The Weight of the World is Love (Queer Love Chant)

This is a three-part chant I wrote over a decade ago for a ritual designed by my friend Scott Himmelsbach. It was for an event called "Love, Valor & Compassion" and I was tasked with creating some music for the "love" section. It was a queer event, so I culled from Allen Ginsberg, Langston Hughes and Walt Whitman. Their text snippets bring to mind, respectively, the earthiness, the juiciness and the heavenliness of love. I've sinced used this periodically to replace the "Ahavat Olam" or "Ahavah Rabah" in Jewish ritual. And the other night I tried it for the first time at a (non-queer) partnership ritual (see video).

I offer this in case you wish to try it in your community or your work. (Start with Ginsberg and hold it till it's steady. Add Langston Hughes. Once those are stable, reach for Whitman! Lather, rinse, repeat.) If you do this, let me know how it flies!

And thanks to Johanna Adorjan for surreptitiously capturing a bit of video that gives a sense of how it sounds. Find it here.



When Max Janowski Sang Me to Sleep

Based on a drash for Congregation Ner Shalom, March 2012.

At a recent Jewish Music Shabbat at my synagogue, I sang the famous Bialik poem, Shabbat Hamalkah. You know: hachamah merosh ha'ilanot etc. But instead of the well-worn familiar melody, I used a setting by Max Janowski.

You surely know the name. Composer. One of the greats. Truly prolific, although now known almost exclusively for his Avinu Malkenu, which was eventually yanked out of the synagogue and recorded by no less than Barbra Streisand herself, with a big, soupy orchestral arrangement and simplified chording by Marvin Hamlisch. I chose that setting of Shabbat Hamalkah for the same reason I watch developments like the Streisanding of Avinu Malkenu with interest. It is because I feel a proprietariness about Max Janowski's music. Because, you see, when I was little, Max Janowski used to sing me to sleep.

Well, not personally. And not every night. Just Tuesdays.

It started when I was four or five. My parents had joined a brand new congregation, called Beth Elohim, in Chicago's north suburbs. Although it wasn't a New Age, Unitarianish, Renewalish collection of hippy-dippy fringe people like the Sonoma County synagogue I now attend, it did in fact have a genuine freshness. Its families were all starting out, with Baby Boom optimism, building tiny ranch houses on what had been Illinois prairie, amid budding schools and parks and shopping centers. The earth had been upturned and sheathed in asphalt and cement. Saplings, held erect with tent ropes, bobbled on the brand new lawns. The land seemed a blank slate, any memory of Native American settlement now mere myth. For these young urban expats, everything was possible. Including how to be Jewish.

In 1965, the families of Beth Elohim were offered the opportunity to merge with a much older synagogue, the seventy-plus year old B'nai Jehoshua, which resided in a magnificent but rapidly emptying building on Chicago's west side. B'nai Jehoshua's membership had been moving out to the suburbs, and the synagogue risked death by dispersal if it didn't establish a new anchor further north. The merger happened, the beloved building was sold, and thus began the nomadic life of B'nai Jehoshua Beth Elohim that I grew up with.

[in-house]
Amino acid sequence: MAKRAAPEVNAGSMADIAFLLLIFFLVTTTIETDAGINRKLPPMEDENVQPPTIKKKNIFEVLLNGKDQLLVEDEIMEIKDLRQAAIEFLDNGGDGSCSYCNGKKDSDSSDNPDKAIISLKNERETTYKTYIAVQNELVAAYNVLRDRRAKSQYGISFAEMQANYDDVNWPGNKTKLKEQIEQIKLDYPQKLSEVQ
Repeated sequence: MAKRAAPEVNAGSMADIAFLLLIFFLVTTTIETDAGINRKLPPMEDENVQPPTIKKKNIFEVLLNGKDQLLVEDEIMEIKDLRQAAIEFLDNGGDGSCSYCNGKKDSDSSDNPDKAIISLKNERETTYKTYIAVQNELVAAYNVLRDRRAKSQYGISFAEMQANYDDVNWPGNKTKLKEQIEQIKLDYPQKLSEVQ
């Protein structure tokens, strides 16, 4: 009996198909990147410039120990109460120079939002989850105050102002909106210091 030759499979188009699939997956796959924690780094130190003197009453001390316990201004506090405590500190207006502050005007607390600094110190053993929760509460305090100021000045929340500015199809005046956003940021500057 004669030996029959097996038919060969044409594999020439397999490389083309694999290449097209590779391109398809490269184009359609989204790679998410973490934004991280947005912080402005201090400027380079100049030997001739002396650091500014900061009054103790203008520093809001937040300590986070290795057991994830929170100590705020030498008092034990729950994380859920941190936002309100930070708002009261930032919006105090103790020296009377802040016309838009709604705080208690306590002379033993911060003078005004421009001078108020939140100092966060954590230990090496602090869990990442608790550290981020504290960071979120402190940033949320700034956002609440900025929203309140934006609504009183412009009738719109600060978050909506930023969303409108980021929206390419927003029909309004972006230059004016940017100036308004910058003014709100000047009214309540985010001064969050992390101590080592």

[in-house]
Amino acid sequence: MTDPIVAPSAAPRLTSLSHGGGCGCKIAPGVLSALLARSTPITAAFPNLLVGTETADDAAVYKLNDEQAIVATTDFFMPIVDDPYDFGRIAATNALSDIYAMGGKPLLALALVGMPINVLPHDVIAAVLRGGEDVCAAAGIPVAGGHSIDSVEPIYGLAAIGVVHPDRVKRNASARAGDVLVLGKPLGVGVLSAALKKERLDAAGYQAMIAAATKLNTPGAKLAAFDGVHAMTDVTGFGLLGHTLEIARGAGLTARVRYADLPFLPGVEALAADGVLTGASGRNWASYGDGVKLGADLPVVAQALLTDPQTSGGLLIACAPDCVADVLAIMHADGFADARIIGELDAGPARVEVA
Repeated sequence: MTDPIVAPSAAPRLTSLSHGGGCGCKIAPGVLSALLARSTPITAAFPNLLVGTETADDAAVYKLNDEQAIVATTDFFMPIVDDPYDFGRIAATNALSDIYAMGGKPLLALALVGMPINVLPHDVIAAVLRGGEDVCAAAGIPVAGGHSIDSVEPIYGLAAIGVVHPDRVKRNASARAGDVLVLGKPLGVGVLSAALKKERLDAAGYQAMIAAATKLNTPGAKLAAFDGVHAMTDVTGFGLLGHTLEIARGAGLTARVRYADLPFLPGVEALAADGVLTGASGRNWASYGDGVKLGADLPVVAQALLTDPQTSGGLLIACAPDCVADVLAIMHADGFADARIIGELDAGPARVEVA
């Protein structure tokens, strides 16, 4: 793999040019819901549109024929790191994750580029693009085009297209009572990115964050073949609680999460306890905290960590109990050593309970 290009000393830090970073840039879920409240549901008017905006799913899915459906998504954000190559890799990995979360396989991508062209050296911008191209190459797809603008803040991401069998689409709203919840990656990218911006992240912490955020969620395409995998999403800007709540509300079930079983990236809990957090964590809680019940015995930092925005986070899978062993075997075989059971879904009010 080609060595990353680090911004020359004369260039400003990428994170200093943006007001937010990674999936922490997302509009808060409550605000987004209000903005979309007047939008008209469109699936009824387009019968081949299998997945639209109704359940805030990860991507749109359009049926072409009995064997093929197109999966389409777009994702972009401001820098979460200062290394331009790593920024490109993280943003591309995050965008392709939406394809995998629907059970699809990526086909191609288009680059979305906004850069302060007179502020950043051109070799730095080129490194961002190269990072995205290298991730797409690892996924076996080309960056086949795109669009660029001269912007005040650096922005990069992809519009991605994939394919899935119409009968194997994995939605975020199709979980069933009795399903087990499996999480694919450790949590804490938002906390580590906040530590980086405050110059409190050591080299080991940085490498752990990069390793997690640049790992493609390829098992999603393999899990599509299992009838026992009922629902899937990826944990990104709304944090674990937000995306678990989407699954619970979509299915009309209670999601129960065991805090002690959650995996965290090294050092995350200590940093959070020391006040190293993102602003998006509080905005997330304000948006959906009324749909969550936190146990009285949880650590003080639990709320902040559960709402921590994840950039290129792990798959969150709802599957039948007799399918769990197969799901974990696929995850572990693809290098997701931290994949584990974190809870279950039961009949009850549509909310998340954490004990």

Kabbalat Shabbat was at Niles Community Church, blocks from my house. Oh, how I loved that church: the pews, the organ, the strangely non-Jewish orderliness. I loved sneaking away with my mother after the rabbi's sermon to set up the oneg. I used to make the punch - a block of ice, Hawaiian Punch, ginger ale and rainbow sherbet, served up in soon-soggy Dixie Cups. Religious school took place at local public schools and the temple office was above a bowling alley. It sounds awkward or inconvenient, but it wasn't. It was thriving and exciting and new.

My father, Jerry Keller, was a popular bandleader in Chicago - a singer and sax man. The newly merged congregation might not have had much cash, but they knew their assets and they sent emissaries to the house to recruit him to be BJBE's first choir director. Dad had never directed a choir. What's more, he had grown up in a classical Reform synagogue where confirmation was offered instead of bar mitzvah, where Shabbat conveniently fell on Sunday, and where the officiant was called minister. His Jewish literacy was truly limited, despite being the great grandson of a rabbi who had served at Berlin's monumental Oranienstrasse synagogue in the 1870s, during the residency of the great composer Louis Lewandowski as the musical director - Lewandowski, whose Lecha Dodi and Tzadik Katamar are still on the musical menu at a wide range of synagogues and whose Kiddush remains a staple 130 years later. But my father could read Hebrew in transliteration as well as anyone and he was good with people and he was a fine musician and he said yes.

And that's when the choir moved into our house. A mismatched gaggle of 16 or so voices. They would ring the doorbell every Tuesday night and spill into the house like a reversal of the stateroom scene from "A Night at the Opera." My mother would sing alto and set up the percolator. The men in the choir were largely amateurs, well-meaning non-musicians. But the women, somehow, all had what seemed to be gorgeous voices. Big, vibrato-filled, operatic voices. I've never stopped to question how that happened, how this particular confluence of gifted women ended up in the north suburbs at the same moment in the same synagogue. But the biggest voice of all belonged to our cantor, Harold Freeman. His Hebrew was jumbled and his music reading inexact. But there was something compelling, something of the Old World chazzan in him, a certain cry in his voice that carried within it all the suffering and longing of exile.

Every Tuesday night there they'd be. On the sofa and the folding chairs. Gossiping more than singing, much to my father's frustration. And yet they loved him and eventually would sing beautifully, perhaps just to please him.

And the repertoire? Well, the repertoire was almost entirely the work of Max Janowski.